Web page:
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Investing

Is it safe to retire when the stock market is so volatile?

Mindy Yu explains how you can make the decision to retire amid such volatility seem less precarious.

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Select’s editorial team works independently to review financial products and write articles we think our readers will find useful. We earn a commission from affiliate partners on many offers, but not all offers on Select are from affiliate partners.

Entering retirement marks a major shift from being active in the workforce to relying on your investments to keep you afloat. In times of such extreme market volatility, you might be thinking now is not the right time to go through with such a monumental change.

But experts say you shouldn't let a down market deter you from entering retirement according to your personal goals and plans. Plus, there are a few extra steps you can take to help lessen risk and retire more confidently.

While it may feel easier said than done, "a volatile market shouldn't dictate whether or not you retire," says Mindy Yu, director of investing at Betterment at Work. "Market volatility is not new, and if history is any guide, the market will eventually recover. Often the timing of upward movements can be equally surprising as the market drops. There will always be good years and bad years in the market."

When on the cusp of retirement, though, make sure your investments are positioned to preserve their balance by holding less risky assets, says Yu. (Riskier assets carry bigger potential for you to lose even more money over a short amount of time.)

If you don't know how to adjust your portfolio for lower risk, consider working with a financial advisor for additional assistance. Alternatively, for a more hands-off approach, robo-advisors such as Betterment or Wealthfront provide apps that will automatically rebalance your portfolio for you as time goes on and your risk tolerance changes.

Betterment

On Betterment's secure site
  • Minimum deposit and balance

    Minimum deposit and balance requirements may vary depending on the investment vehicle selected. For Betterment Digital Investing, $0 minimum balance; Premium Investing requires a $100,000 minimum balance

  • Fees

    Fees may vary depending on the investment vehicle selected. For Betterment Digital Investing, 0.25% of your fund balance as an annual account fee; Premium Investing has a 0.40% annual fee

  • Bonus

    Up to one year of free management service with a qualifying deposit within 45 days of signup. Valid only for new individual investment accounts with Betterment LLC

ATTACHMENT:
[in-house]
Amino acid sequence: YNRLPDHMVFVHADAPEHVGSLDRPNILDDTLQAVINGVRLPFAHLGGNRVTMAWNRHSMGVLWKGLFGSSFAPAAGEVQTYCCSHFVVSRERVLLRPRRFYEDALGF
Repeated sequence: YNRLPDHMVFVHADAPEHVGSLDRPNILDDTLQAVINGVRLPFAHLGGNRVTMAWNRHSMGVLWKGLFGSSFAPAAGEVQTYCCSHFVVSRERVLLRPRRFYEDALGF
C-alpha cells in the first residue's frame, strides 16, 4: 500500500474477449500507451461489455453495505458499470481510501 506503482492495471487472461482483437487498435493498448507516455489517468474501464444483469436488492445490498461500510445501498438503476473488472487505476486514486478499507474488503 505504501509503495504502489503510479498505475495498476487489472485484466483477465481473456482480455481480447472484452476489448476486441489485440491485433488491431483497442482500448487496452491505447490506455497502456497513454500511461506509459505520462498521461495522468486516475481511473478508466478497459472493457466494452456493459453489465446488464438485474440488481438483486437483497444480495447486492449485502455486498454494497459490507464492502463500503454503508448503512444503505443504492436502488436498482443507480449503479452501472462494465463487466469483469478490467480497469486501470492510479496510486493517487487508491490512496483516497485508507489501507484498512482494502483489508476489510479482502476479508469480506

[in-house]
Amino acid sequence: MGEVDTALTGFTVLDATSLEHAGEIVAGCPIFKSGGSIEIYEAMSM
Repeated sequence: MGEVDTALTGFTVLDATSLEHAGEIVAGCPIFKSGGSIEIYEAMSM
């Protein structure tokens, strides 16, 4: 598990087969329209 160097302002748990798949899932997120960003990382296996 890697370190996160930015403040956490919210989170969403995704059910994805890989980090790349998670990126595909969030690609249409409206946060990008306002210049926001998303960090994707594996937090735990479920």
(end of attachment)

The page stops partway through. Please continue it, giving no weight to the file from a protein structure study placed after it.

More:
• Investment vehicles

  • Investment options

    Stocks, bonds, ETFs and cash

  • Educational resources

    Betterment RetireGuide™ helps users plan for retirement

Terms apply.

Wealthfront

On Wealthfront's secure site
  • Minimum deposit and balance

    Minimum deposit and balance requirements may vary depending on the investment vehicle selected. $500 minimum deposit for investment accounts

  • Fees

    Fees may vary depending on the investment vehicle selected. Zero account, transfer, trading or commission fees (fund ratios may apply). Wealthfront annual management advisory fee is 0.25% of your account balance

  • Bonus

    None

  • Investment vehicles

  • Investment options

    Stocks, bonds, ETFs and cash. Additional asset classes to your portfolio include real estate, natural resources and dividend stocks

  • Educational resources

    Offers free financial planning for college planning, retirement and homebuying

Terms apply.

Despite planning, there's always a chance that once you retire huge dips and peaks in the market could have a major impact on your retirement nest egg.

"Since you're retired, you have to continue making withdrawals in order to maintain your income," Yu says. "During periods of market dips or volatility, your investment assets may have less value, so you have to sell more of them to equal the same amount of money. When the market goes back up, you'll have fewer assets benefitting from the rebound."

To avoid having to pull as much money from your investments during down markets, Yu suggests taking advantage of supplemental income sources such as Social Security, rental income or a pension withdrawal. And if you have been contributing to a high-yield savings account, which typically wouldn't be as volatile as the stock market, consider using some of those funds to allow your investments to benefit from a rebound.

Editorial Note: Opinions, analyses, reviews or recommendations expressed in this article are those of the Select editorial staff’s alone, and have not been reviewed, approved or otherwise endorsed by any third party.